Divorce cases can be volatile, especially if one of the spouses has committed adultery. In North Carolina, couples must be separated for one year before the court will grant them an Absolute Divorce, and the law does not make an exception for adultery. Although North Carolina is a "no fault" divorce state, one or both spouses' infidelity can affect the final settlement.
Alimony in North Carolina Divorce
North Carolina is an "equitable distribution" state, so the court divides the couple's marital assets equitably, not necessarily equally. When determining if alimony payments are appropriate, the court considers any marital misconduct, the earning capacity of each spouse, ages, length of marriage, and standard of living, among other factors. The financially-dependent spouse must show the court that he or she cannot meet the expenses in the budget with his or her own earnings, even when living a no-frills lifestyle.
North Carolina law considers adultery "marital misconduct," so it can significantly affect alimony payments. However, the court does not consider adultery "marital misconduct" if the other spouse condones the infidelity or forgives the other spouse for his or her actions. If the spouse with stronger earning potential committed adultery, the court must award alimony. If the financially-dependent spouse committed adultery, the court may deny alimony, especially if the financially-dependent spouse moves in with his or her paramour.
Property Division in North Carolina Divorce
In some cases, adultery can also affect property division, especially if the spouse committing the infidelity used a significant amount of marital assets to entertain or support a paramour, such as large amounts of money from a joint bank account. The court may find that awarding more marital assets to the other spouse is equitable.
Child Custody and Child Support in North Carolina
Adultery rarely affects child custody. North Carolina's standard is "in the best interest of the child." If the spouse committing adultery did not expose the children to inappropriate or dangerous situations related to the affair and is otherwise a fit parent, he or she will retain legal custody.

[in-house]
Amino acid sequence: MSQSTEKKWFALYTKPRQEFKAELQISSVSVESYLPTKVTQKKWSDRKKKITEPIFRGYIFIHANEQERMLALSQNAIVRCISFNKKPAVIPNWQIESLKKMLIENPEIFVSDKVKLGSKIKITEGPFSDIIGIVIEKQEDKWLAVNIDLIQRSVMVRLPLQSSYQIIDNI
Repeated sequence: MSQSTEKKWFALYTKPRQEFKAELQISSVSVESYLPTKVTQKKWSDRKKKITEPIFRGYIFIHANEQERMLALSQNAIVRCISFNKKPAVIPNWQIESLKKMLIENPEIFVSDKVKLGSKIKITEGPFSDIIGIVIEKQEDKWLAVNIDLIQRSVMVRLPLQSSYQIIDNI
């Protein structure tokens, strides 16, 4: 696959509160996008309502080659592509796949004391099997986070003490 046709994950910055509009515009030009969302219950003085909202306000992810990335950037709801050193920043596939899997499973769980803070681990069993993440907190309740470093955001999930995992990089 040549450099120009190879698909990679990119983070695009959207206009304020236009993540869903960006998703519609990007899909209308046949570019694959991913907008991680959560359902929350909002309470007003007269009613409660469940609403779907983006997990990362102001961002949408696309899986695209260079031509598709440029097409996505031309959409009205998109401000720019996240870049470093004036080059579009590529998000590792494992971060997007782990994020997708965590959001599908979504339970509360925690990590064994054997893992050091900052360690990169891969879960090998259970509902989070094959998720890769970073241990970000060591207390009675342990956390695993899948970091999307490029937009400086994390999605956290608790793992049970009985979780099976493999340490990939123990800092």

North Carolina has very specific guidelines for determining child support payments. Adultery does not affect this in any way.
Has Your Spouse Committed Adultery in North Carolina?
Although the court cannot grant an absolute divorce for adultery until you have been separated from your spouse for one year, you can file for a divorce from Bed and Board on the grounds of adultery. This is a fault-based, court-ordered legal separation. As part of this separation, if you are the financially-dependent spouse, you may file for post-separation alimony, which will provide financial support until the court grants your final divorce decree. You may also ask the court to grant you possession of the family home.
If your spouse committed adultery and you are considering filing for divorce, contact the family law attorneys at Jerkins Family Law in Raleigh, North Carolina, today. Our dedicated attorneys understand that you may be feeling hurt and betrayed, and we can present the strongest case to the judge for you or negotiate out of court to prevent further embarrassment -- though it is a perfectly normal and justified emotion -- during this emotional time. Visit our Divorce page and call our office at (919) 719-2785 or contact us online.
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